The regulation emanates from the European Union (EU) and is the biggest change to data protection law in over 20 years. Its aim is to expand, modernise and harmonise data protection laws across the EU and usher in the concept of data protection by design and default. It applies not only to organisations inside the EU but also to those outside providing goods or services, or monitoring browsing behaviour, within Member States. It applies directly to all EU states, including the UK, from 25 May 2018 and comes into effect with a hard landing – there is no transition period and no excuse for non-compliance from day one.

The UK government has committed to implementing the GDPR irrespective of Brexit and has a new Data Protection Bill currently progressing through Parliament which will amend the UK’s existing Data Protection Act 1998 (DPA) in line with the new rules and introduce additional changes.

Read our data protection in the workplace factsheet for more on the current UK situation.

What will change under the GDPR?

The most significant change as far as employers are concerned is the increased sanctions. Breaches of the GDPR may be subject to fines of up to €20M, or 4% of global annual turnover, whichever is the greater, and staying compliant is likely to lead to additional costs and administration.

The conditions for obtaining valid consent to processing personal data will become much stricter and employers are unlikely to be able to rely on this for processing employees’ data. Blanket wording in an employment contract arguably doesn't meet current data protection requirements, but it will definitely not meet the GDPR rules and employers should be wary of relying on this in future.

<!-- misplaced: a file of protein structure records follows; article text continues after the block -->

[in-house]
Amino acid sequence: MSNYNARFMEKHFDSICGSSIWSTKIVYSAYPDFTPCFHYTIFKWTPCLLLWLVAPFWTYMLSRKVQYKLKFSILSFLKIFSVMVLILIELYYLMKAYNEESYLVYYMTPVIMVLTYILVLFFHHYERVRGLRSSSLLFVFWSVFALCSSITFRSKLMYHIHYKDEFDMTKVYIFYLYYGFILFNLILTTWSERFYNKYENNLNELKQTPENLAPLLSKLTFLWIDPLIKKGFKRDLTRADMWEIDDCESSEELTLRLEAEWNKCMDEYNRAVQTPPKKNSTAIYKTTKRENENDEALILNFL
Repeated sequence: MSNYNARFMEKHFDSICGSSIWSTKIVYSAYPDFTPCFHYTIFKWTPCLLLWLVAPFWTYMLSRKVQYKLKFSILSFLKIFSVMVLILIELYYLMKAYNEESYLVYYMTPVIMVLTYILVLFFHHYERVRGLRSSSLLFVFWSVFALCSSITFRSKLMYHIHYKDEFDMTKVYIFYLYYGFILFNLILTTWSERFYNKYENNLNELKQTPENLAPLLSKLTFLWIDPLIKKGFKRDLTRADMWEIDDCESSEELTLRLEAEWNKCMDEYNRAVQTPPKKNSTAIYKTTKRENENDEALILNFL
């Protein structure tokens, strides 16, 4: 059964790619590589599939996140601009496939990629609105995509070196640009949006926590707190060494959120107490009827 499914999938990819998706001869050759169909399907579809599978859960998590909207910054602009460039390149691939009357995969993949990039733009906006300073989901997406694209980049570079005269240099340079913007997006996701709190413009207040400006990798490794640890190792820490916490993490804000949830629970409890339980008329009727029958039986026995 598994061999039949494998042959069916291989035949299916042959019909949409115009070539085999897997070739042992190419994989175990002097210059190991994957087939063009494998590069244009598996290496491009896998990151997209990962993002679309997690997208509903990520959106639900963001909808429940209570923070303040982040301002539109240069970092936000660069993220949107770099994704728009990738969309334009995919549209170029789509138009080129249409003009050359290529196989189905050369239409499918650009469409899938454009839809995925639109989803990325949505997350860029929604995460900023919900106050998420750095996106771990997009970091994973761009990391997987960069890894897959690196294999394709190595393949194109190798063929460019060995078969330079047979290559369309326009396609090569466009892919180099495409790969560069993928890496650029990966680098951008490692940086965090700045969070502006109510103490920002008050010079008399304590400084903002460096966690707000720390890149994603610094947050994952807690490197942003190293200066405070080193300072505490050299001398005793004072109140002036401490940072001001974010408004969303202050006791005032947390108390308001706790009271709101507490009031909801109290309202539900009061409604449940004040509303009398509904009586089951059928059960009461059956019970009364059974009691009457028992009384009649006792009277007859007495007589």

There are also greater transparency obligations. Organisations must provide more information on what data they hold and what they do with that data, both for those inside the organisation, such as employees, and those outside it, such as customers or clients.

Running parallel with this is a new emphasis on accountability, and this is not just a tick-box exercise. Organisations must be able to demonstrate their compliance to regulators – in the UK’s case, the Information Commissioner's Office (ICO) – on an ongoing basis and to maintain records, and individuals will have significantly increased rights to access their personal data.

Because the GDPR requires data protection and privacy by design and default, organisations need to build appropriate privacy requirements into their day-to-day operations and notify the ICO, and any individuals affected, if certain types of data breach occur.

What’s staying the same?